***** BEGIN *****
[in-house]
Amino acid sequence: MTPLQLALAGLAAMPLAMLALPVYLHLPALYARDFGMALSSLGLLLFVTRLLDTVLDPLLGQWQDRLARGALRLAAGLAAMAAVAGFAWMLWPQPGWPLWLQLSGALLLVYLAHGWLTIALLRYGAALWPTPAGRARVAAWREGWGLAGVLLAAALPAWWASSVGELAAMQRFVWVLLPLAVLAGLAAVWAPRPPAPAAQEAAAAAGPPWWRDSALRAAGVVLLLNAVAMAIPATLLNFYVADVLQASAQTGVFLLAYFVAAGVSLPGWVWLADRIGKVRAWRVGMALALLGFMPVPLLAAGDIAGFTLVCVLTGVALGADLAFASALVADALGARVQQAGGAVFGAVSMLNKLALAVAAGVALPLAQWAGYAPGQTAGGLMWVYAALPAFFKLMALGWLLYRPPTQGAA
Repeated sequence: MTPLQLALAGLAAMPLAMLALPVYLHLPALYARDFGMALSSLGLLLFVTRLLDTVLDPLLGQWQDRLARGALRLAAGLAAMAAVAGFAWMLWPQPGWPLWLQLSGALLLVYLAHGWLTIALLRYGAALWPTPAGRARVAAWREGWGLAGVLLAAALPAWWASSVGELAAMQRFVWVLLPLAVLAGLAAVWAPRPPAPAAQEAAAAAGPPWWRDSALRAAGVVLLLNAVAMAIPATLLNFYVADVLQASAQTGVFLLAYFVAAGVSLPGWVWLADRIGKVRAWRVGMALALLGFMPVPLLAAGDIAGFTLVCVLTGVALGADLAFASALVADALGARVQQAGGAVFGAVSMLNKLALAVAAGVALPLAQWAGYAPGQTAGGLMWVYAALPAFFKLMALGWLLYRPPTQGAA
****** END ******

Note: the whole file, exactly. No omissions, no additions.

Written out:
[in-house]
Amino acid sequence: MTPLQLALAGLAAMPLAMLALPVYLHLPALYARDFGMALSSLGLLLFVTRLLDTVLDPLLGQWQDRLARGALRLAAGLAAMAAVAGFAWMLWPQPGWPLWLQLSGALLLVYLAHGWLTIALLRYGAALWPTPAGRARVAAWREGWGLAGVLLAAALPAWWASSVGELAAMQRFVWVLLPLAVLAGLAAVWAPRPPAPAAQEAAAAAGPPWWRDSALRAAGVVLLLNAVAMAIPATLLNFYVADVLQASAQTGVFLLAYFVAAGVSLPGWVWLADRIGKVRAWRVGMALALLGFMPVPLLAAGDIAGFTLVCVLTGVALGADLAFASALVADALGARVQQAGGAVFGAVSMLNKLALAVAAGVALPLAQWAGYAPGQTAGGLMWVYAALPAFFKLMALGWLLYRPPTQGAA
Repeated sequence: MTPLQLALAGLAAMPLAMLALPVYLHLPALYARDFGMALSSLGLLLFVTRLLDTVLDPLLGQWQDRLARGALRLAAGLAAMAAVAGFAWMLWPQPGWPLWLQLSGALLLVYLAHGWLTIALLRYGAALWPTPAGRARVAAWREGWGLAGVLLAAALPAWWASSVGELAAMQRFVWVLLPLAVLAGLAAVWAPRPPAPAAQEAAAAAGPPWWRDSALRAAGVVLLLNAVAMAIPATLLNFYVADVLQASAQTGVFLLAYFVAAGVSLPGWVWLADRIGKVRAWRVGMALALLGFMPVPLLAAGDIAGFTLVCVLTGVALGADLAFASALVADALGARVQQAGGAVFGAVSMLNKLALAVAAGVALPLAQWAGYAPGQTAGGLMWVYAALPAFFKLMALGWLLYRPPTQGAA